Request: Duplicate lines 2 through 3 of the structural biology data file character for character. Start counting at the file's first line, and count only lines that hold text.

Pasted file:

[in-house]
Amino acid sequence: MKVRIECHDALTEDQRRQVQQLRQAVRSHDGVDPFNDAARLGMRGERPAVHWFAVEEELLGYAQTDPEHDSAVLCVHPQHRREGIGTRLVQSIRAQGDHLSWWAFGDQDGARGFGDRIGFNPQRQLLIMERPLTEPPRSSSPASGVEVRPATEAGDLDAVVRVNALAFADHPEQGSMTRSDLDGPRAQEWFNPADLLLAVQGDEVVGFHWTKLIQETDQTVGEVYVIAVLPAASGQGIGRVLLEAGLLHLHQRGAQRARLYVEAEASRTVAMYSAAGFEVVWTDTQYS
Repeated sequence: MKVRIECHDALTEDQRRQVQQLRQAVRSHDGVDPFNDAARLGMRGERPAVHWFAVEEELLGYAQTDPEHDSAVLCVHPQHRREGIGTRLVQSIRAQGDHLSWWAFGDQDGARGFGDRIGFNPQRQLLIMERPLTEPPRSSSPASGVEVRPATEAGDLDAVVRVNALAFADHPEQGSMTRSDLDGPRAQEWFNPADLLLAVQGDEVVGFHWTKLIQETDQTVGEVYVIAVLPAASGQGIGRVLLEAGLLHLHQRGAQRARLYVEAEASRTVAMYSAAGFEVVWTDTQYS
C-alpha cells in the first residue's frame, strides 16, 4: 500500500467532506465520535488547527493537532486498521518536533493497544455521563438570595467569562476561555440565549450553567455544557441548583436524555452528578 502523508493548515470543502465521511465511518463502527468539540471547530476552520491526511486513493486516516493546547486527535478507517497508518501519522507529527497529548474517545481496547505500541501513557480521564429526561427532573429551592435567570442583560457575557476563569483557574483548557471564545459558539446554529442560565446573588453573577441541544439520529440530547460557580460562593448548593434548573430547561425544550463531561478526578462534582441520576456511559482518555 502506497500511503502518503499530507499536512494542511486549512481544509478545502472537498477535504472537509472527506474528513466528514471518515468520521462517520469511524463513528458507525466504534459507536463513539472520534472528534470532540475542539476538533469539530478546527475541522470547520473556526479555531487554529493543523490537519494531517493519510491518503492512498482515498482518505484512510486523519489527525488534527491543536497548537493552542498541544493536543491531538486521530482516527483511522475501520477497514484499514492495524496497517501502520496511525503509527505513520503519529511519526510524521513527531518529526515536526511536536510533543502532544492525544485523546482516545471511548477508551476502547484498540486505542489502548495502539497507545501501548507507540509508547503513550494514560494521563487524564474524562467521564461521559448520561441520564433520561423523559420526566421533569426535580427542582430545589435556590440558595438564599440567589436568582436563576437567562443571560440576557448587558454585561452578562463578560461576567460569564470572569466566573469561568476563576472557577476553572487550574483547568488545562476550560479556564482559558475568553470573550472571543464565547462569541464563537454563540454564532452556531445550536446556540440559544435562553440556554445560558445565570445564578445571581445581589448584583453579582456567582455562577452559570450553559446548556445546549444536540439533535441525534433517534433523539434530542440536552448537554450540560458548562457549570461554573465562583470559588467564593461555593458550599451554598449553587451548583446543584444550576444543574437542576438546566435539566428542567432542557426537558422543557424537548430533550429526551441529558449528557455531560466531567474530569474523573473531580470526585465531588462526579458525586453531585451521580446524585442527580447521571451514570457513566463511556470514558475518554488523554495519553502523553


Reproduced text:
Amino acid sequence: MKVRIECHDALTEDQRRQVQQLRQAVRSHDGVDPFNDAARLGMRGERPAVHWFAVEEELLGYAQTDPEHDSAVLCVHPQHRREGIGTRLVQSIRAQGDHLSWWAFGDQDGARGFGDRIGFNPQRQLLIMERPLTEPPRSSSPASGVEVRPATEAGDLDAVVRVNALAFADHPEQGSMTRSDLDGPRAQEWFNPADLLLAVQGDEVVGFHWTKLIQETDQTVGEVYVIAVLPAASGQGIGRVLLEAGLLHLHQRGAQRARLYVEAEASRTVAMYSAAGFEVVWTDTQYS
Repeated sequence: MKVRIECHDALTEDQRRQVQQLRQAVRSHDGVDPFNDAARLGMRGERPAVHWFAVEEELLGYAQTDPEHDSAVLCVHPQHRREGIGTRLVQSIRAQGDHLSWWAFGDQDGARGFGDRIGFNPQRQLLIMERPLTEPPRSSSPASGVEVRPATEAGDLDAVVRVNALAFADHPEQGSMTRSDLDGPRAQEWFNPADLLLAVQGDEVVGFHWTKLIQETDQTVGEVYVIAVLPAASGQGIGRVLLEAGLLHLHQRGAQRARLYVEAEASRTVAMYSAAGFEVVWTDTQYS